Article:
He turned to Margaret for aid, but before she could speak Welch, of all people, had come in loudly with: 'Poor old Dixon, ma-ha-ha, must have been confusing this… this young lady with Sonia Loosmore, a friend of Bertrand's who let us all down rather badly some time ago. I think Bertrand must have thought you were… twitting him or something, Dixon; ba-ha-ha.'

'Well, if he'd taken the trouble to be introduced, this wouldn't have happened,' Bertrand said, still flushed. 'Instead of which, he…'

'Don't worry about it, Mr Dixon,' the girl cut in. 'It was only a silly little misunderstanding. I can quite see how it happened. My name's Christine Callaghan. Altogether different, you see.'

'Well, I'm… thanks very much for taking it like that. I'm very sorry about it, really I am.'

'No no, don't let it get you down, Dixon,' Bertrand said, with a glance at his girl. 'If you'll excuse us, I think we might circulate round the company.'

They moved off, followed at a distance by Johns, towards the Goldsmith group, and Dixon was left alone with Margaret.

'Here, have a cigarette,' she said. 'You must be needing one. God, what a swine Bertrand is. He might have realized…'

'It was my fault, really,' Dixon said, grateful for nicotine and support. 'I should have been there to be introduced.'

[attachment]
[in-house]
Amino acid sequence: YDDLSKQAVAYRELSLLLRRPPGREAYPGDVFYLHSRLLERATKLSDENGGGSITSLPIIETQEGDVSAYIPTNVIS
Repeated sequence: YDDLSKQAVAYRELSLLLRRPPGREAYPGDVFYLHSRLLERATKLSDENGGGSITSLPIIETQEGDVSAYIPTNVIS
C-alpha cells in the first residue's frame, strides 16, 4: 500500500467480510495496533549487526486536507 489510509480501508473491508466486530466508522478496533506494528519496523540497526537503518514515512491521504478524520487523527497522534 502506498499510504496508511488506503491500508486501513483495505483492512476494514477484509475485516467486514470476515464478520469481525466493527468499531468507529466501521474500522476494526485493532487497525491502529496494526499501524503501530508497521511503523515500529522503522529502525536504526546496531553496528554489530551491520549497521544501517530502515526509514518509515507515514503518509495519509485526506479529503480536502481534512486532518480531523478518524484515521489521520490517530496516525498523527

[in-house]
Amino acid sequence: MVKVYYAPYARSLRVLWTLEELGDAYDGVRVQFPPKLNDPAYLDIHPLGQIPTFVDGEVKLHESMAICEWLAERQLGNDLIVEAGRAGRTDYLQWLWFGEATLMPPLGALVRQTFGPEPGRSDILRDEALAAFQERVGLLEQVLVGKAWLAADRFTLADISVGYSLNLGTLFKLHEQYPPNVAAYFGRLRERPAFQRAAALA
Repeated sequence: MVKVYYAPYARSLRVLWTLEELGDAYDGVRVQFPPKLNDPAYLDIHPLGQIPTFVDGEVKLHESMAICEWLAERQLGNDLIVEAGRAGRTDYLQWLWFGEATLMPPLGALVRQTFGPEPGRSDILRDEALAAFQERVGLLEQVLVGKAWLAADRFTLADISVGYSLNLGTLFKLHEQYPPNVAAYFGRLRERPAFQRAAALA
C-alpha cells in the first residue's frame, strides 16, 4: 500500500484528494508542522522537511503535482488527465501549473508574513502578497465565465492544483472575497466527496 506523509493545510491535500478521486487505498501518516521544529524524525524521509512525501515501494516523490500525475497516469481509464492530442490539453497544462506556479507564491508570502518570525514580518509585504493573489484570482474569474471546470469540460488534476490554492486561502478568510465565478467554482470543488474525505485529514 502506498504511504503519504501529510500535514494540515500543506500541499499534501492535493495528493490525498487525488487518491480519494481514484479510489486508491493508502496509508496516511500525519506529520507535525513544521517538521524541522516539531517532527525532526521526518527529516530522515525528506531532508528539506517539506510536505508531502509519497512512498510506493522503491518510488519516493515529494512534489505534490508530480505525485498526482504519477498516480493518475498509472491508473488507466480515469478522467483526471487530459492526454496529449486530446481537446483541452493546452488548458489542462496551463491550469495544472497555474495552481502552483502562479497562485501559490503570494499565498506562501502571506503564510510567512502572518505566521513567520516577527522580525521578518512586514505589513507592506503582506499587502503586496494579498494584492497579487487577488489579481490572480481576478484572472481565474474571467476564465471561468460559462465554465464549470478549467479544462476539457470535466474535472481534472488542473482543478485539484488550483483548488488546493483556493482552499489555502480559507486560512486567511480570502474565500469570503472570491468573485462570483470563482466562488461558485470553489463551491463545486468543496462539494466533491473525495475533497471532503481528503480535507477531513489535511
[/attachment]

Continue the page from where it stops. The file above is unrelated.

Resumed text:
'Yes, why weren't you? But he needn't have made it worse. But that's typical of him, as far as I can gather.'

'I sort of couldn't face meeting him. How often have you met him?'

'He came down once before, with the Loosmore girl. I say, it is rather queer, isn't it? He was going to marry the Loosmore then, and now here he is with a new piece. Yes, of course; Neddy gave me a long harangue about when the Loosmore wedding was coming off, and so on, only a couple of days ago. So as far as he knew…'

'Look, Margaret, can't we go out for a drink? I need one, and we shan't get one here. It's only just eight; we could be back…'

Margaret laughed, so that he could see a large number of her teeth, one canine flecked with lipstick. She always made up just a little too heavily. 'Oh, James, you're incorrigible,' she said. 'Whatever next? Of course we can't go out; what do you suppose the Neddies would think? Just as their brilliant son's arrived? You'd get a week's notice like a shot.'

'Yes, you're right, I admit. But I'd give anything for three quick pints. I've had nothing since the one I had down the road yesterday evening, before I showed up here.'

'Much better for your pocket not to have them.' She began to laugh again. 'You were wonderful in the madrigals. Your best performance yet.'

'Don't remind me, please.'

'Even better than your rendering of the Anouilh tough. Your accent made it sound so frightfully sinister. What was it? 'La rigolade, c'est autre chose'? Very powerful, I thought.'